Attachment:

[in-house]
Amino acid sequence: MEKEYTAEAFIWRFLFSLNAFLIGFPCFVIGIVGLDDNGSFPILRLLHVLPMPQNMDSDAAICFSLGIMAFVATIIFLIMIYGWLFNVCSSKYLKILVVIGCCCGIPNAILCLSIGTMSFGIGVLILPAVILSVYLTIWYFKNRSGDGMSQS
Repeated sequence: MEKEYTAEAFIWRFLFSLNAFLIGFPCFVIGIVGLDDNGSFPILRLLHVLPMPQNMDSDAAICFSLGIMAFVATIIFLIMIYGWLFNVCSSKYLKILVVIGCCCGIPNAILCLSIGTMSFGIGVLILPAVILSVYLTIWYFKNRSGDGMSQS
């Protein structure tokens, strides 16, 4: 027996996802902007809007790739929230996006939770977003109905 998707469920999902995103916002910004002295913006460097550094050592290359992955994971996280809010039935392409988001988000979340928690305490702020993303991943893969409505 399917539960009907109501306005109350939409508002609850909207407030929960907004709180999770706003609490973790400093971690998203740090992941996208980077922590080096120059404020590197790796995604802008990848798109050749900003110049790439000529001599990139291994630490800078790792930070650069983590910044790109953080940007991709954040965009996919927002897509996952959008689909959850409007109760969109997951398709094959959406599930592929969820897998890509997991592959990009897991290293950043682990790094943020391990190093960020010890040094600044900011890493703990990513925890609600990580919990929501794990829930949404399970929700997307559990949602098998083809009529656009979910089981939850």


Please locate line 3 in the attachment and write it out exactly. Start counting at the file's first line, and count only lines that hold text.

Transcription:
Repeated sequence: MEKEYTAEAFIWRFLFSLNAFLIGFPCFVIGIVGLDDNGSFPILRLLHVLPMPQNMDSDAAICFSLGIMAFVATIIFLIMIYGWLFNVCSSKYLKILVVIGCCCGIPNAILCLSIGTMSFGIGVLILPAVILSVYLTIWYFKNRSGDGMSQS